Duty-free policy draws shoppers in to Hainan

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Consumers visit a duty-free store in Haikou, capital of South China's Hainan province, Oct 4, 2020. Photo/Xinhua

Expenditure by bargain hunters more than doubles to $1.27 billion

South China's island province of Hainan is riding a shopping boom after its new duty-free policy took effect on July 1, according to the General Administration of Customs.

Duty-free spending by visitors in Hainan has grown 227 percent year-on-year to 8.61 billion yuan ($1.27 billion) in the period from July 1 to Sep 30, the administration said.

During that time, customer numbers have topped 1.29 million, up 62 percent year-on-year. This, coupled with the personal duty-free allowance increase, has driven the purchase of 9.35 million duty-free items, with a 147 percent year-on-year increase, according to the statistics from Haikou Customs.

The top three commodities in value were cosmetics, watches and jewelry, with total spending of 6.31 billion yuan.

Starting July 1, Hainan increased the tax-free quota from 30,000 yuan to 100,000 yuan per person each year, and tax-free goods categories were expanded from 38 to 45, including electronic products and wine.

Experts believe Hainan has become a leading participant in the development of China's duty-free industry.

They expect a gradual spending recovery despite the mounting downside pressure amid the COVID-19 pandemic.

They said the new allowance increase, together with other preferential policies in the Hainan free trade port will help spur consumption, aid trade and investment in the island province.

China released a master plan in early June on building a high-quality free trade port in Hainan province, as part of the country's ongoing efforts to build an open economy within the framework of globalization.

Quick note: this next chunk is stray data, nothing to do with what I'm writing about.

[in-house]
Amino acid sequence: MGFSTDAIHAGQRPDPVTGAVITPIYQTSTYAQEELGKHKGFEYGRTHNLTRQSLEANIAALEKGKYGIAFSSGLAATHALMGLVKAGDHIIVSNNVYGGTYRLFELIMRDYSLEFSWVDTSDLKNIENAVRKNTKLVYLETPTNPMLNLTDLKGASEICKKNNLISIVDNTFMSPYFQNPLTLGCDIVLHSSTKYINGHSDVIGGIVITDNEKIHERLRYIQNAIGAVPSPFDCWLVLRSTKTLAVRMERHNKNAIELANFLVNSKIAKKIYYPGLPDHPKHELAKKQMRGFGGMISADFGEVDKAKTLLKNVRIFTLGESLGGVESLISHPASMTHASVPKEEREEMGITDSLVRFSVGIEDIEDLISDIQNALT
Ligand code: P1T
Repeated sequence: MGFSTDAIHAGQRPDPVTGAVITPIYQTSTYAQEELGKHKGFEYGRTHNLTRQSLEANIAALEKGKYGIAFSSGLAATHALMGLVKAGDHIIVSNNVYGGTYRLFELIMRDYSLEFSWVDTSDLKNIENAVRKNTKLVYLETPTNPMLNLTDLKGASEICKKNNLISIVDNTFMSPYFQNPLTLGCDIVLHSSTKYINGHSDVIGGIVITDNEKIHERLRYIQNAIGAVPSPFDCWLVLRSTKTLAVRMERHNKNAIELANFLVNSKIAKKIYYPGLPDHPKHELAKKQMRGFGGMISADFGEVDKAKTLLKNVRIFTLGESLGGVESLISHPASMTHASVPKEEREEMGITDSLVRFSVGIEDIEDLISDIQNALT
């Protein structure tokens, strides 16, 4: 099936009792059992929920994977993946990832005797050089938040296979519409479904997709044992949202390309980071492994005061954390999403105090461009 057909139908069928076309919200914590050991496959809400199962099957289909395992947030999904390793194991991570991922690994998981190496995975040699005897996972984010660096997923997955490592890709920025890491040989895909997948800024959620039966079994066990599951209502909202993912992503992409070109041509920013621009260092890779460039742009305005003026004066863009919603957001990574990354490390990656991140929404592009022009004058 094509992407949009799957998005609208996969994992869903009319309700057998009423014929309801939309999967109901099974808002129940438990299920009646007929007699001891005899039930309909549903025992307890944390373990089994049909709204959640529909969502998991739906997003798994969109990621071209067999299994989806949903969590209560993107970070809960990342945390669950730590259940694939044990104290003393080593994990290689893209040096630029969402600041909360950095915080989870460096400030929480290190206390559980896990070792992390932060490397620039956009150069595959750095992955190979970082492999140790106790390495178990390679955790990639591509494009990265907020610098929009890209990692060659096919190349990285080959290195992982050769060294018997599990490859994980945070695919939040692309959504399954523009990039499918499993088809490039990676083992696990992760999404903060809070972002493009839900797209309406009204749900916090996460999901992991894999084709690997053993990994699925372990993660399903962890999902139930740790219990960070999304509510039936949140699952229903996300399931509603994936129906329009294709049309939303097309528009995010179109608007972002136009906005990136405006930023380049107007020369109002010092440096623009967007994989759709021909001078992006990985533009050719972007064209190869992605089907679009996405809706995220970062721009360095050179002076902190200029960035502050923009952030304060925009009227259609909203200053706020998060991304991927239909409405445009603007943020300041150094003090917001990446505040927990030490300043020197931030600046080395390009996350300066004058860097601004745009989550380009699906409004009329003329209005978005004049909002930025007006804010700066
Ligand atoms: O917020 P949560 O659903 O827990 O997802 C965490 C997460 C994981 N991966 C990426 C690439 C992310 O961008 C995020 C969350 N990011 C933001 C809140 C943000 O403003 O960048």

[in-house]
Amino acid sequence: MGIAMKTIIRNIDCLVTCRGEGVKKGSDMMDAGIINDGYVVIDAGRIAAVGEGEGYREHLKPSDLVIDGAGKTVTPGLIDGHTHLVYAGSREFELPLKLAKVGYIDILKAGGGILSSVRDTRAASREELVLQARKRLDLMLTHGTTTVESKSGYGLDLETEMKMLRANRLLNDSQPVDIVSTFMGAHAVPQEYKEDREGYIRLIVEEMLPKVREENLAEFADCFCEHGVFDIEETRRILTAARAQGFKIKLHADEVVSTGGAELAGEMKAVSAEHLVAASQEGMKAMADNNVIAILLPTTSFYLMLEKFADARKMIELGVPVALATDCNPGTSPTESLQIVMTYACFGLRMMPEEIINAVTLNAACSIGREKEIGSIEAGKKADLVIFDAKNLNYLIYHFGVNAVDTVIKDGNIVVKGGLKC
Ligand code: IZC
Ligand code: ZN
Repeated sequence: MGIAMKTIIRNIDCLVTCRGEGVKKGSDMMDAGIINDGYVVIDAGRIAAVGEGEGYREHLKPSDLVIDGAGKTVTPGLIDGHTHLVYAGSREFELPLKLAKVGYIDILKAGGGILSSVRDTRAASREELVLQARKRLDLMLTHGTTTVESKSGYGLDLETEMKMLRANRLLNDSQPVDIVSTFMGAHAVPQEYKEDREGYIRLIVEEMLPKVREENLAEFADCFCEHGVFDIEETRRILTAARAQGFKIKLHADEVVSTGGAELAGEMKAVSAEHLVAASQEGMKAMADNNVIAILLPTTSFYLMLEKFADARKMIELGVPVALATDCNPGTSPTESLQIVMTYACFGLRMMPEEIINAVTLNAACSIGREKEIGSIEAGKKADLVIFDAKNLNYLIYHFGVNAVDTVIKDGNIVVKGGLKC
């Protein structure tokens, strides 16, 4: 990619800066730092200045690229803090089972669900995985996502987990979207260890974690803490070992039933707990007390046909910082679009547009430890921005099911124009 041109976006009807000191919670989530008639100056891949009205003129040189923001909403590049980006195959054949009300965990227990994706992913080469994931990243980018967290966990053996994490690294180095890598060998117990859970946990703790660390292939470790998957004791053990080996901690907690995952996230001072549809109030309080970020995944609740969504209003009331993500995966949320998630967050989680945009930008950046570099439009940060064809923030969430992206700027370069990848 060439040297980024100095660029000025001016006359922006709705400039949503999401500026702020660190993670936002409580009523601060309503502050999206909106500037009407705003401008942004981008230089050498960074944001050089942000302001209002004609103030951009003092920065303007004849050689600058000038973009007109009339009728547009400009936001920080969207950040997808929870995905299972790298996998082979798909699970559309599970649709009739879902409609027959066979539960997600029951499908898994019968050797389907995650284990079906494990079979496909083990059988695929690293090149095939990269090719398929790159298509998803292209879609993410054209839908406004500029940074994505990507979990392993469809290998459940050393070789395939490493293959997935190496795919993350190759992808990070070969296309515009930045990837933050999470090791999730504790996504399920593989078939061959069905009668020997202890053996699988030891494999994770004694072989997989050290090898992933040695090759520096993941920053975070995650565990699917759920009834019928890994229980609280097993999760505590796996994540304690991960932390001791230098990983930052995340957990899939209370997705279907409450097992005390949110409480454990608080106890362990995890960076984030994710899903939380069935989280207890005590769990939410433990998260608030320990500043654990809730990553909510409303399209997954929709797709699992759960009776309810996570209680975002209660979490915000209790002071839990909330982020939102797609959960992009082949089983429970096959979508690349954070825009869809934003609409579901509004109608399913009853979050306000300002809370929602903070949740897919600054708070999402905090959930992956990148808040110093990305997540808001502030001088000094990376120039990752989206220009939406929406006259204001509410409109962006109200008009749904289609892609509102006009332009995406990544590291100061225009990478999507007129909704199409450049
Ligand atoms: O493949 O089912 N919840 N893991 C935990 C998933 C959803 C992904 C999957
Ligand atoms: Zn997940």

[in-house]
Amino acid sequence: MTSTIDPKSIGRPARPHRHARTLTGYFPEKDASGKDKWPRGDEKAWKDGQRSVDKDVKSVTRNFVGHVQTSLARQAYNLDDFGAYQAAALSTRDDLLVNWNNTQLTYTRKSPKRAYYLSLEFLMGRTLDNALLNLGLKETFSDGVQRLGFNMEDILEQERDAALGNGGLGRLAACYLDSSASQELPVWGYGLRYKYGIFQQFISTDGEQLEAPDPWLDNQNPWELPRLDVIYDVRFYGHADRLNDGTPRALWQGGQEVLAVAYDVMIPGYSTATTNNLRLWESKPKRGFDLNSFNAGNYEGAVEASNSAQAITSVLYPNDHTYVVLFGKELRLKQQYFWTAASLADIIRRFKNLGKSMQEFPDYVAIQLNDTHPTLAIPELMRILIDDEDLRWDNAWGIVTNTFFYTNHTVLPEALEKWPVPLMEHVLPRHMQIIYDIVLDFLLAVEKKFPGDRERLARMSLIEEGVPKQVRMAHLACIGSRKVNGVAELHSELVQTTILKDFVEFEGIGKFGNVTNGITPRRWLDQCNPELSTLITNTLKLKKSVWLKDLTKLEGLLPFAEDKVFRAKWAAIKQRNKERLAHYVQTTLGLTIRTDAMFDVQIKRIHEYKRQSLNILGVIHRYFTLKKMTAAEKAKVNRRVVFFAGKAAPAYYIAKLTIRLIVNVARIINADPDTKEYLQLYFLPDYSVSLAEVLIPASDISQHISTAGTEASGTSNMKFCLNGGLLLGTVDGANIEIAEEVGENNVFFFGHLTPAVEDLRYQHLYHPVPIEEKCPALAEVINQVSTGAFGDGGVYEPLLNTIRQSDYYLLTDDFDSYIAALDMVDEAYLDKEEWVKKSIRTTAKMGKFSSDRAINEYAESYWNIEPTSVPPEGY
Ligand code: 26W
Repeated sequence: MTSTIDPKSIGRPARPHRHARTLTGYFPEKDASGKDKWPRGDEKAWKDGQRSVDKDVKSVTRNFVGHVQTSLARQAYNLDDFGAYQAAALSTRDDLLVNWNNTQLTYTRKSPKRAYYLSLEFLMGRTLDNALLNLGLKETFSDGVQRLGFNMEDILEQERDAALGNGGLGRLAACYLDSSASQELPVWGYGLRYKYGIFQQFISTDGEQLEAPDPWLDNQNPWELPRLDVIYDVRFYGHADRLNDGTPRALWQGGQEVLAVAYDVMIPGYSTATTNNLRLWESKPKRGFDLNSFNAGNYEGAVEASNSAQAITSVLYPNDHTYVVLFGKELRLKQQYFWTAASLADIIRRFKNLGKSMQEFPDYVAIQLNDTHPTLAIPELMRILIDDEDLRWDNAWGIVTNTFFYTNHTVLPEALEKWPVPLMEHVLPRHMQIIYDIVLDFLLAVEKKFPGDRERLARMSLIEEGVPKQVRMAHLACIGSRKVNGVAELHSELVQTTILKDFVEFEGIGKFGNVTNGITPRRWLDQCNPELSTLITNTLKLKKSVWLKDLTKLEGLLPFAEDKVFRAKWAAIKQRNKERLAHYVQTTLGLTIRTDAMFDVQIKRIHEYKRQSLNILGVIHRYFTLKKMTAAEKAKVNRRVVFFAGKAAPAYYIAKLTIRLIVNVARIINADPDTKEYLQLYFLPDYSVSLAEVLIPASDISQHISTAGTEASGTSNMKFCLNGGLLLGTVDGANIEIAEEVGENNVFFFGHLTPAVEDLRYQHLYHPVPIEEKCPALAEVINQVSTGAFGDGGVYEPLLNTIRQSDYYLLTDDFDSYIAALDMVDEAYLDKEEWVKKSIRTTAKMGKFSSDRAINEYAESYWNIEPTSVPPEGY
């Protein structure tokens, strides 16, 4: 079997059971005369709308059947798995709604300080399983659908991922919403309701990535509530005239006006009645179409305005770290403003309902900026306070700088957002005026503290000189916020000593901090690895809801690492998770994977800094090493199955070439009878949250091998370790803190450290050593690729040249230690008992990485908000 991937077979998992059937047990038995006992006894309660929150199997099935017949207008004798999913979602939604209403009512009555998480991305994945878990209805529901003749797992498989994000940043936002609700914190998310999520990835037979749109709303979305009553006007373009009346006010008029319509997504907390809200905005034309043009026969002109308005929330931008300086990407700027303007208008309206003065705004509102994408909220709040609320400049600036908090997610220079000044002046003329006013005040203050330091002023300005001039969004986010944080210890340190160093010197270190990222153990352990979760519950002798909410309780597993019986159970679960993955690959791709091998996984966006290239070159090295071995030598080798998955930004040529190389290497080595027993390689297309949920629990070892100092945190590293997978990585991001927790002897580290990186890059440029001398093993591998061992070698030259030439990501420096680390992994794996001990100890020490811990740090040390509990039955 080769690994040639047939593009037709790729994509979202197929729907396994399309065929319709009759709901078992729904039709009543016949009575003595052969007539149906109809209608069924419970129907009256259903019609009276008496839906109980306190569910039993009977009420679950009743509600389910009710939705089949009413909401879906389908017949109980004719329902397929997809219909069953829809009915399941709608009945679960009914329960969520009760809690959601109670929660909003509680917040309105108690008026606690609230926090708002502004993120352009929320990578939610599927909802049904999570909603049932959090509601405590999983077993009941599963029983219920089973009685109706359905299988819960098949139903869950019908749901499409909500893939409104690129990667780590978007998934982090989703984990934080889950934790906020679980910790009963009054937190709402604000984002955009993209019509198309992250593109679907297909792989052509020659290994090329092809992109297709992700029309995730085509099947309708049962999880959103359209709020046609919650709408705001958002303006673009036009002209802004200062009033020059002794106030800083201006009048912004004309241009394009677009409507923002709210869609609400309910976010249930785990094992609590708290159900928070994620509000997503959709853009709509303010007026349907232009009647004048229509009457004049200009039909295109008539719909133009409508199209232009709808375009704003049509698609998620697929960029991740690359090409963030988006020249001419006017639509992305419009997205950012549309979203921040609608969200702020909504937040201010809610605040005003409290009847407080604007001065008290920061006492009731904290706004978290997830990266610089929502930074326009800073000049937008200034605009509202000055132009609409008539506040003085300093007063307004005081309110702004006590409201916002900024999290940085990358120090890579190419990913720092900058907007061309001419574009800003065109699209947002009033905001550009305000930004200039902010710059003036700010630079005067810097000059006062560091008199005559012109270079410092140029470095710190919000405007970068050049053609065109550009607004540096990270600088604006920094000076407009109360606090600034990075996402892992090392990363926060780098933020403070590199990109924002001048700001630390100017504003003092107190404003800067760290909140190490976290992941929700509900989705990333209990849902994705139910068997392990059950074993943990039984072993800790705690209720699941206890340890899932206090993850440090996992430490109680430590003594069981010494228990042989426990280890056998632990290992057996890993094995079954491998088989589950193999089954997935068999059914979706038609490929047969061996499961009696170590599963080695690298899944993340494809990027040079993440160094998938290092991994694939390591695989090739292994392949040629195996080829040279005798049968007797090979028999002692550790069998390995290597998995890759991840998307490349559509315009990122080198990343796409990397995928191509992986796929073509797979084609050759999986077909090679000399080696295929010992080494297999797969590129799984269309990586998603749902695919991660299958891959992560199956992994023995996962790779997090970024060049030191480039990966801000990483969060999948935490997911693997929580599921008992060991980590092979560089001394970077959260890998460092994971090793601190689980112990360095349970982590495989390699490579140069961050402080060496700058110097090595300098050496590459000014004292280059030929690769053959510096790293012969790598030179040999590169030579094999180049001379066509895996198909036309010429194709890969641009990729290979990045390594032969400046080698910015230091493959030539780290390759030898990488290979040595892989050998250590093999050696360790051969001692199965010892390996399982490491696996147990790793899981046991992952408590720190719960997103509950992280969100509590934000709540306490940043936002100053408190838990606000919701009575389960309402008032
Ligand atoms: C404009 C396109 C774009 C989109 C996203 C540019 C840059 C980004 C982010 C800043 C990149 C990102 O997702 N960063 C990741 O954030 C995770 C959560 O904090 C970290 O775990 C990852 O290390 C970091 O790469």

According to the plan, Hainan will establish a basic free trade port policy system with a key focus on helping free trade and investment by 2025.

By 2035, the free trade port system and operations in Hainan will be more mature, and high-level process supervision will be constructed to achieve free trade and investment facilities, free cross-border capital flows, free and convenient transportation and access for people, and safe and orderly flow of data.

By the middle of the century, a high-level free trade port with strong international influence will be fully established, the plan said.

Cui Weijie, director of the Institute of Industry Development and Strategy under the Chinese Academy of International Trade and Economic Cooperation, said the preferential policies will help offer more products worldwide with lower prices, provide higher-quality services and create more jobs in Hainan.

Cui expected to see more measures that center on zero tariffs for the trade of goods in the future, as the nation is working hard to enable the free flow of trade and investment for Hainan.

Chi Fulin, president of the Haikou-based China Institute for Reform and Development, said the construction of a free trade port in Hainan is part of China's larger drive to promote economic globalization, and it will help cushion the effects of COVID-19.

"The move has demonstrated China's firm determination to open its doors wider to the outside world and deeply integrate itself into the global economy," Chi noted.

According to Chi, to expand opening-up at a higher level, the central government needs to grant greater autonomy to Hainan to carry out reforms and innovation and establish the system and mechanism suitable for the construction of the free trade port.

More efforts are also needed to further implement zero tariffs on daily consumer goods and speed up the construction of an international tourism and consumption center in the province, Chi added.